Julie Delaney watching fourth grader Vincent and familyVincent (a fourth grader from Arlington) and his family sing Pioneer Elementary School’s Friday song, Count on Me by Bruno Mars, because he says he missed his choir concert. Watching Vincent is Arlington EA teacher Julie Delaney who says she was slightly freaked out with the idea of teaching her kindergartners online, but after working with her team and enjoying the enthusiasm of her students at her first online class meeting, she is figuring out the whole new online learning and thinking about what she’ll be doing with students next week. Also pictured is Toby the Delaney’s dog. Read Julie's story here

Gwen Riles HighlineGwen Riles, a Teamster and paraeducator in Highline, is smiling through her mask because she and her colleagues are supporting Highline Education Association members by distributing laptop computers to students at New Start High School, an alternative school in White Center, a part of the Highline School District.

While Highline EA members begin teaching online this week, Riles says, they have signed out 65 laptops and six hotspots to support their students at her school.

Read more member stories here.

Certification Issues

Update: Paraeducator Fundamental Course of Study

The Professional Educator Standards Board has released new guidance for the state’s Paraeducator Certificate program, given this year's school closures. All school districts now have until the end of next school year to provide all four days of training on the Fundamental Course of Study. 

Districts that chose to offer the complete FCS training this year will be reimbursed for the additional training days at a rate of $218 per completed day of training per paraeducator.

The Professional Educator Standards Board will hold  a webinar at 10 a.m. Tuesday, March 31, to share updates and answer questions about the paraeducator certificate program. Register here. For those unable to attend, the webinar will be recorded and posted to on the PESB YouTube page.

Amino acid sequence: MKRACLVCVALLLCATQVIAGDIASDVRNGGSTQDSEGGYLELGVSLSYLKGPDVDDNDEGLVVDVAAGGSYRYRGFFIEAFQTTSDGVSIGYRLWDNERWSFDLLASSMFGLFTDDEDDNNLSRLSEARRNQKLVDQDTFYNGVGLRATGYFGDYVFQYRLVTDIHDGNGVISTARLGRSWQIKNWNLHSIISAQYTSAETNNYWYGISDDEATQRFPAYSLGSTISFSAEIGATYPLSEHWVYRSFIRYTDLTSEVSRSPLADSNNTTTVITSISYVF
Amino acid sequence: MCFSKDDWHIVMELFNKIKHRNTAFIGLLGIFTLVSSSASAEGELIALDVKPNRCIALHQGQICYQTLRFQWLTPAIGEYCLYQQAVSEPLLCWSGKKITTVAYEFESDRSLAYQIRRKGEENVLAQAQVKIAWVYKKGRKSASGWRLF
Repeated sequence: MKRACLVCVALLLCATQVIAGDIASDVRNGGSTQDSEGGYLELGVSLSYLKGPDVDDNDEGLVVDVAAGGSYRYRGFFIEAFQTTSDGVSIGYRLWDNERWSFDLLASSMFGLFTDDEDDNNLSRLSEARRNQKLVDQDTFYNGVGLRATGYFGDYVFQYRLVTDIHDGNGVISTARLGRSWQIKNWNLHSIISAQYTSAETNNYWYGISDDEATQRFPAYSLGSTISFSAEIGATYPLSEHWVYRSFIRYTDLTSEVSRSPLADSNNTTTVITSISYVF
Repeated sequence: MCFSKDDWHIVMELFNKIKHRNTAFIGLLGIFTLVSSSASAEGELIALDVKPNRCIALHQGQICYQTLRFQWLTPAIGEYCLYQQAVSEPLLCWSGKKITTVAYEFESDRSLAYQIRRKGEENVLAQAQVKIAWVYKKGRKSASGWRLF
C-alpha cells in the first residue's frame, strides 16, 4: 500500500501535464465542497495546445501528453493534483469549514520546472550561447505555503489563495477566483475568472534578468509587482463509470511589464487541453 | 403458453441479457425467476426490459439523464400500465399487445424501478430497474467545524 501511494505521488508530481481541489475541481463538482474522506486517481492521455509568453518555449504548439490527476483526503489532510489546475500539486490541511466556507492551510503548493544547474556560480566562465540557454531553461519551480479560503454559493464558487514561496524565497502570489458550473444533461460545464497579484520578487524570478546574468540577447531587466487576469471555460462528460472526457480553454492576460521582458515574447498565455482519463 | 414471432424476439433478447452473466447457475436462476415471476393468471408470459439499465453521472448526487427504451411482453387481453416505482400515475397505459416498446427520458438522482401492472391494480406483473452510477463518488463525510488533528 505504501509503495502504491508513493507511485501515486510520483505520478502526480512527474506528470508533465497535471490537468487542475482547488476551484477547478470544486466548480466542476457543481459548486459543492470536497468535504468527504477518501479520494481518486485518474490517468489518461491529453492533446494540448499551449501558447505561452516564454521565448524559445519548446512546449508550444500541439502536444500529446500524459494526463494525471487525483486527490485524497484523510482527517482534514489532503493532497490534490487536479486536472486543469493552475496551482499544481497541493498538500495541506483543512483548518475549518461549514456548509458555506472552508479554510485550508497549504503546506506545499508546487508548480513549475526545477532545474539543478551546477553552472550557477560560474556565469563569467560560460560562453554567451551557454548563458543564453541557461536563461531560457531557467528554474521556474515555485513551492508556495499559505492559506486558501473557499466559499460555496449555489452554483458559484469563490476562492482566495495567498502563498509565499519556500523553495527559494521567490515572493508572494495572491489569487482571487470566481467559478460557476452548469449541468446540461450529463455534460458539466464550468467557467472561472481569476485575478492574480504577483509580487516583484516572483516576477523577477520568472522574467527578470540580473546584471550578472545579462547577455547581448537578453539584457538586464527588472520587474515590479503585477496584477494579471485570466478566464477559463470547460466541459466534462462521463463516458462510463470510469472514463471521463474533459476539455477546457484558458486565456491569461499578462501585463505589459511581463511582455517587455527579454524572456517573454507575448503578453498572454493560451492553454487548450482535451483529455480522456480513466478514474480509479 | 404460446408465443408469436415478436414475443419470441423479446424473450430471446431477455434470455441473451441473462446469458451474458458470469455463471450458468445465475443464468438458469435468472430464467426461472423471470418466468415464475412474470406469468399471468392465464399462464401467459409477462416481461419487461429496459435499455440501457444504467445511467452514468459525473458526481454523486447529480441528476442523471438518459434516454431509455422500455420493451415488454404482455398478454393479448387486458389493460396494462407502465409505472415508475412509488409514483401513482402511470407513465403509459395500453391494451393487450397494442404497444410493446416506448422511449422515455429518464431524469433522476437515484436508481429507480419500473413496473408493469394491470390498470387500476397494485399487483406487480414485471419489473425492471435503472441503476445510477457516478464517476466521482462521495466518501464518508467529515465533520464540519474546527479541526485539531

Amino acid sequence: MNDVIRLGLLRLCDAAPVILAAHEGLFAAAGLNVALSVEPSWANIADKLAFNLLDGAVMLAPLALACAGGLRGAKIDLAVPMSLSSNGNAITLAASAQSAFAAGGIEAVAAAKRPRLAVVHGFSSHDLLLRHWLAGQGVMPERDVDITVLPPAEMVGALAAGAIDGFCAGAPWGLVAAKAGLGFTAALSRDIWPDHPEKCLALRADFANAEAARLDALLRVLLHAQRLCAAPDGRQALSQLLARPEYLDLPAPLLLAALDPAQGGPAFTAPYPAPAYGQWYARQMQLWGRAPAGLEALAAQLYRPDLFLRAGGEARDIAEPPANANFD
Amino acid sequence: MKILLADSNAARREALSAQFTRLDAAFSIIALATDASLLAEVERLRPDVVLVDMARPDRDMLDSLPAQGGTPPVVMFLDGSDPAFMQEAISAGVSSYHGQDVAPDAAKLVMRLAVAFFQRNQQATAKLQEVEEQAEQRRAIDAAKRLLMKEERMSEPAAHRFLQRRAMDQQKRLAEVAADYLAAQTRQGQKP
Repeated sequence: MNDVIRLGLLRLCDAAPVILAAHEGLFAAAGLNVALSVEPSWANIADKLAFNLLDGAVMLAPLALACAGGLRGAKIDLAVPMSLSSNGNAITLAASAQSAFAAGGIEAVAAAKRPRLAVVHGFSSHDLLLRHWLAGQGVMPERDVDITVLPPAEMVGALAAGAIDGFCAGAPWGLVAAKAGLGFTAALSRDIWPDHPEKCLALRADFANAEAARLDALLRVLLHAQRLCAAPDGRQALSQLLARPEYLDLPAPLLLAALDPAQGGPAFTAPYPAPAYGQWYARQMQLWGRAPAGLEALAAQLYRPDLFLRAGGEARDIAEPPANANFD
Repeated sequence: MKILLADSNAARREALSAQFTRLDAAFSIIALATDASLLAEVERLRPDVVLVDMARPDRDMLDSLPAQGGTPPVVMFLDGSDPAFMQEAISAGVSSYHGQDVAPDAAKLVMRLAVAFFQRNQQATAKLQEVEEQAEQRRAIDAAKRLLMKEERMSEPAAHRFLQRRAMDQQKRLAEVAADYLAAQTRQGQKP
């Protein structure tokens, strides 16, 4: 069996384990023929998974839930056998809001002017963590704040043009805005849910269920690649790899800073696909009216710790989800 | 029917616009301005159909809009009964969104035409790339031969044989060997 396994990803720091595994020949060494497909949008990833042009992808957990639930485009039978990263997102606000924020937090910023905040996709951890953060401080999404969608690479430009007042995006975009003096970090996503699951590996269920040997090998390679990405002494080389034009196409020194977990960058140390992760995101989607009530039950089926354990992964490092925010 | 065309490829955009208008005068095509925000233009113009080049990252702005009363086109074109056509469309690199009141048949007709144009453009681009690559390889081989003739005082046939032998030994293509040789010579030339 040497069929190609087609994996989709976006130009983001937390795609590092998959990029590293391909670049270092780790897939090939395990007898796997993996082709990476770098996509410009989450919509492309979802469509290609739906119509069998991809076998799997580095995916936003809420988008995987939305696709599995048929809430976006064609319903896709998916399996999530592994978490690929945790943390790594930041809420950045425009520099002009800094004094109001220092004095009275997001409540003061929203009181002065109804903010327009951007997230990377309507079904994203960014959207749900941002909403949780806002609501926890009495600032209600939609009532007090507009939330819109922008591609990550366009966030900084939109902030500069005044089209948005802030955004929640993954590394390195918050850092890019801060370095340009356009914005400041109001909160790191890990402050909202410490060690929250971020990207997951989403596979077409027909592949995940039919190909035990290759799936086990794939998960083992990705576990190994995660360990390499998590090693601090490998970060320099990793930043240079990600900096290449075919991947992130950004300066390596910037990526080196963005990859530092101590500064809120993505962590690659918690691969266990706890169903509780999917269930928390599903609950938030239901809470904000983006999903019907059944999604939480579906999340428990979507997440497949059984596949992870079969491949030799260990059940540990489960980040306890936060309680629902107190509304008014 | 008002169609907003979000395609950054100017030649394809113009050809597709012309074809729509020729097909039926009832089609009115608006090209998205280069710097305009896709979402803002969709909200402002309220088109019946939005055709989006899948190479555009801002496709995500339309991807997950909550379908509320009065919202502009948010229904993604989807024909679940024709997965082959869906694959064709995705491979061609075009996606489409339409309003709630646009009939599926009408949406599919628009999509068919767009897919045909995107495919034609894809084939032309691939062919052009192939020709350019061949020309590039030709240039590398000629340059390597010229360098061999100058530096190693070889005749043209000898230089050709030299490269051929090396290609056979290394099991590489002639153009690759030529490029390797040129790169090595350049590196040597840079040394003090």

Please note that in-person training requirements are not being waived. Seven of the 28 hours of FCS training must be conducted in person, but the deadline is not until the end of the 2020-21 school year. The remaining 21 hours of FCS training can, if the district chooses, be completed online.

Learn more.

Teacher certificate expiration date extended for one year

The Professional Educator Standards Board (PESB) has extended the validity period on educator certificates expiring June 30, 2020 for one additional year. Read more.

Flexibility in educator prep programs

College and university teacher preparation programs are being granted flexibility in regards to how students can complete their coursework and program requirements. Read more.


Wellness & Self Care

Working from home can be stressful, especially in uncertain times like these. You are focused on still teaching students from a distance, keeping yourself and others close to you safe, and for some, this time can be isolating. Here are some ways to stay connected and healthy. Read more.

  • Have you had your daily serving of wellness? Read more.
  • Resources for parents and guardians. 

Resources and General Links for WEA Members and Families

WEA leadership and staff are working tirelessly to advocate for both educators and students during this time of uncertainty. That includes being in regular communication with the Governor’s office, the state Schools Superintendent’s Office and other state agencies to both receive new information from state leaders that we can share with you, and pushing those leaders for clearer guidance aimed at protecting students and educators.

Your Association is working to push districts to make every educator fully whole during the school closures. We will continue to work at the district-level to try and secure agreements for all public education employees to receive pay during the shutdown, and we will also continue to urge the Governor’s office to issue statewide guidance instructing districts to do so.

This page will continue to be updated as more information becomes available. Please send questions to WEA@washingtonea.org.

Additional information